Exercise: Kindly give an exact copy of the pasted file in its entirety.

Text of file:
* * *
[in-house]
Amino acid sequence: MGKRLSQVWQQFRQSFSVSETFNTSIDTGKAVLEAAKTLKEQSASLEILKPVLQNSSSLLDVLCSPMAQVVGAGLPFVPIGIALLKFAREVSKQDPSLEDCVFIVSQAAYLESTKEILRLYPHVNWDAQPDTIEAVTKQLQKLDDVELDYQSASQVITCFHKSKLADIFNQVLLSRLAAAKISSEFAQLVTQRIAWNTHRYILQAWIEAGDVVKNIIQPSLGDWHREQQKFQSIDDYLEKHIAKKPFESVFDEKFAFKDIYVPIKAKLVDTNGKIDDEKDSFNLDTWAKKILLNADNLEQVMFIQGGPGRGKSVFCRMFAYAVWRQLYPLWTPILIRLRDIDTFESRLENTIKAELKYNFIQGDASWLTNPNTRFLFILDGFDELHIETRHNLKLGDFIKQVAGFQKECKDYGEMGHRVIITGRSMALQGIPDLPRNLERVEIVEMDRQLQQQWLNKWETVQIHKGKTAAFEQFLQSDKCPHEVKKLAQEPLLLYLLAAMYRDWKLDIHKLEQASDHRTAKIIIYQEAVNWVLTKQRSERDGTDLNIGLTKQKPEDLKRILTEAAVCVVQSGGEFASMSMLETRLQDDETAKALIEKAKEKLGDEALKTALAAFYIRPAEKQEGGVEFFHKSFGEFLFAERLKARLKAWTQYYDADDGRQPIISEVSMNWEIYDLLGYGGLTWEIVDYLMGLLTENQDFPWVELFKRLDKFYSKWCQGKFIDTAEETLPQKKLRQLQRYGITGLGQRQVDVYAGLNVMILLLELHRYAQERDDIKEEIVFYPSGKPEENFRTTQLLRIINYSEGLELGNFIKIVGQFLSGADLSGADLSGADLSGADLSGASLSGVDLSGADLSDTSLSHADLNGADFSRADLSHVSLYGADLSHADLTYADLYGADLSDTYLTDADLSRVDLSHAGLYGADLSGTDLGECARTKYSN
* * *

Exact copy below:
[in-house]
Amino acid sequence: MGKRLSQVWQQFRQSFSVSETFNTSIDTGKAVLEAAKTLKEQSASLEILKPVLQNSSSLLDVLCSPMAQVVGAGLPFVPIGIALLKFAREVSKQDPSLEDCVFIVSQAAYLESTKEILRLYPHVNWDAQPDTIEAVTKQLQKLDDVELDYQSASQVITCFHKSKLADIFNQVLLSRLAAAKISSEFAQLVTQRIAWNTHRYILQAWIEAGDVVKNIIQPSLGDWHREQQKFQSIDDYLEKHIAKKPFESVFDEKFAFKDIYVPIKAKLVDTNGKIDDEKDSFNLDTWAKKILLNADNLEQVMFIQGGPGRGKSVFCRMFAYAVWRQLYPLWTPILIRLRDIDTFESRLENTIKAELKYNFIQGDASWLTNPNTRFLFILDGFDELHIETRHNLKLGDFIKQVAGFQKECKDYGEMGHRVIITGRSMALQGIPDLPRNLERVEIVEMDRQLQQQWLNKWETVQIHKGKTAAFEQFLQSDKCPHEVKKLAQEPLLLYLLAAMYRDWKLDIHKLEQASDHRTAKIIIYQEAVNWVLTKQRSERDGTDLNIGLTKQKPEDLKRILTEAAVCVVQSGGEFASMSMLETRLQDDETAKALIEKAKEKLGDEALKTALAAFYIRPAEKQEGGVEFFHKSFGEFLFAERLKARLKAWTQYYDADDGRQPIISEVSMNWEIYDLLGYGGLTWEIVDYLMGLLTENQDFPWVELFKRLDKFYSKWCQGKFIDTAEETLPQKKLRQLQRYGITGLGQRQVDVYAGLNVMILLLELHRYAQERDDIKEEIVFYPSGKPEENFRTTQLLRIINYSEGLELGNFIKIVGQFLSGADLSGADLSGADLSGADLSGASLSGVDLSGADLSDTSLSHADLNGADFSRADLSHVSLYGADLSHADLTYADLYGADLSDTYLTDADLSRVDLSHAGLYGADLSGTDLGECARTKYSN